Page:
Almost immediately contact was made with the American cavalry screen, a platoon of Stuarts on the main road was slow in pulling back and was destroyed by the leading Panthers, in the south another Stuart platoon retreated, leaving one of its number burning and in the north there was a brief, intense firefight which left the platoon of 231 armoured cars destroyed or disabled, but also wiped out a platoon of M20s and forced another platoon each of M8s and Stuarts to retreat behind the hill. As the leading elements advanced, 150mm artillery fire began to walk through Juvelise, seeking out any residual resistance. A couple of Stuarts were spotted in the open and destroyed.
0955: The motorised infantry made it onto the main road as the Panthers pulled onto the hill north of Juvelise, where they came under long range fire from some Shermans on the edge of Lezey, Schellendorfs fears of a rapid response had been confirmed. As the barrage hammered with renewed intensity on the outskirts of Juvelise, the leading platoons of PzIVDs approached and the motorised infantry carefully calculated movement rates as their platoons got ready to charge. As the barrage lifted, the tanks entered the edge of the town and drove smartly back out again up the main road having knocked out a disabled M18. In the ensuing confusion of smoke and overrun attacks, the motorised infantry were able to charge right into the centre of Juvelise and dismounted in the same hex as a couple of M18s. One of the Stugs following up the infantry was hit by a long shot from some 57mm AT guns in the Salt Works and destroyed. With a foothold in the town, Schellendorf attempted to disengage the rest of his troops, the race was on!
1000: In Juvelise, street fighting raged, the infantry had knocked out one of the M18s and the crew of the remaining one were hosing the streets with MG fire. Astonishing numbers of Panzerfaust rounds had hit it, but it just would not die. The German artillery had now shifted hitting targets of opportunity in and around Lezey, particularly the Shermans on the edge of the town. The bulk of the German forces were well on their way up the main road now, the Panthers routed along the dirt track and the more vulnerable vehicles up the main road and behind the hill. One platoon of Panthers had managed to get pinned down on the hill north of Juvelise and there were various traffic snarl-ups as units got mixed up at road junctions. A single Stuart had retreated from Juvelise, pursued by a few half hearted shots.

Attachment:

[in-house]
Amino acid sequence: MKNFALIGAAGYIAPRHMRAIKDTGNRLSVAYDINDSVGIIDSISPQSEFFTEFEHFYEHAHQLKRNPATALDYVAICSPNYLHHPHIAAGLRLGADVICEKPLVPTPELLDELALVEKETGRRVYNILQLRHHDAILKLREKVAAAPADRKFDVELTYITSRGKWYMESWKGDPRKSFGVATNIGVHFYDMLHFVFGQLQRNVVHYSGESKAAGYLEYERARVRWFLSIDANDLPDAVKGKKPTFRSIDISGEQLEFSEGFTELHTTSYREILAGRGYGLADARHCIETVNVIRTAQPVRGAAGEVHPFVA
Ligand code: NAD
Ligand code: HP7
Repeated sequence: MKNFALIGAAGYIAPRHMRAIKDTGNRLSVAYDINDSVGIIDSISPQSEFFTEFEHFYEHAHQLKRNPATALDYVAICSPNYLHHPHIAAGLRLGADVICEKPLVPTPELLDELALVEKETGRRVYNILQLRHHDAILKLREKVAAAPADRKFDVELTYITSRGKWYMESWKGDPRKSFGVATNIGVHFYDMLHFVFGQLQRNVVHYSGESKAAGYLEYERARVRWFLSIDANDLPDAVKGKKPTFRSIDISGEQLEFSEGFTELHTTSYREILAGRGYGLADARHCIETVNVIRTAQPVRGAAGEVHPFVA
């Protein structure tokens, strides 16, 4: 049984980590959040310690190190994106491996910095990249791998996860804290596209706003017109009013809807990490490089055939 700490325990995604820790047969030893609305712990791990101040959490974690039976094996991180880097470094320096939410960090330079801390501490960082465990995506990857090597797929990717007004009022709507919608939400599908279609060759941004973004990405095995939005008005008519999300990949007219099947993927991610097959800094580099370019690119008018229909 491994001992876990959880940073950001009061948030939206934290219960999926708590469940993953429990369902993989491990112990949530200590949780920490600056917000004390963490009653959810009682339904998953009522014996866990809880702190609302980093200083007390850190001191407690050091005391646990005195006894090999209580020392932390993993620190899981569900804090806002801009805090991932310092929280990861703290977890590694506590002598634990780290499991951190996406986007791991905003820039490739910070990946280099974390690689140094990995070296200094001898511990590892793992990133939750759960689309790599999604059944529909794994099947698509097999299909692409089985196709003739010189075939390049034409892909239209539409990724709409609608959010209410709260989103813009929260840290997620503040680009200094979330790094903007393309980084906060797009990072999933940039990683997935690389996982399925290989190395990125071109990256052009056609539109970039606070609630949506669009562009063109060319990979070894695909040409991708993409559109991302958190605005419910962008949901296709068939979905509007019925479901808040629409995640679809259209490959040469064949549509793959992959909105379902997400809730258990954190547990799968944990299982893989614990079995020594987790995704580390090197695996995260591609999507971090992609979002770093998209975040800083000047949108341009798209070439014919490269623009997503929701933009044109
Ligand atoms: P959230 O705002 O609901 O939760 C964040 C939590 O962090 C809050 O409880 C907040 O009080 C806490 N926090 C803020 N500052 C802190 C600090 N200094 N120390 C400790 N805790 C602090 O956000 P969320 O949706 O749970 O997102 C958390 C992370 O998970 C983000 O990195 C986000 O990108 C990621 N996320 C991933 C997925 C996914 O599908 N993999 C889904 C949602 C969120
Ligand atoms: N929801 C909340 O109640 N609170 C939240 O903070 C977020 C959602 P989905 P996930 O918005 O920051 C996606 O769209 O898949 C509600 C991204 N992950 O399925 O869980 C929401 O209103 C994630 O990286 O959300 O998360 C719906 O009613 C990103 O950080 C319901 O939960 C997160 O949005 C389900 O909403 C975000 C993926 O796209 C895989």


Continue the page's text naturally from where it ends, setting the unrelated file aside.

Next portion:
1005: Nemesis had struck in the form a couple of devastating airstrikes on the ragged columns of vehicles straggling up the roads north and northwest. Several platoons of tanks and trucks were now running for cover or broken. The mechanised infantry had a lot of trouble with breakdowns, and the northern hill was littered with disabled halftracks. They at least had the benefit of putting up extra AA fire as the P47s swooped down. Schellendorf drove up and down the road trying to sort out the chaos. The only bright spots were that so far the Americans did not seem to have taken any measures to stop his drive to north with ground forces and his leading Panthers were well on their way to the stream crossing. In Juvelise the last M18 had finally succumbed to a Stug III firing at point blank range, though not before wiping out an 81mm mortar section that stumbled into its line of fire. The Germans were not given any respite to organise a defence however as a rain of mortar shells hammered the town, sending the German infantry running in all directions, while several groups of Shermans appeared across the valley.
1010: As his leading vehicles approached the stream, Schellendorf consulted his rulebook and was horrified to find that dirt tracks cross water via fords rather than bridges, with very high movement penalties. He had finally sorted out the chaos resulting from the air attacks, and his troops had even managed to drive back a move by some of surviving American reconnaisance units as they attempted to push into his rear. His Panthers were now suffering breakdowns, and he headed for the site of the river crossing as fast as possible see what was happening, athough an armoured car crew reported that they had actually exited the map and some of his Panthers were over the stream.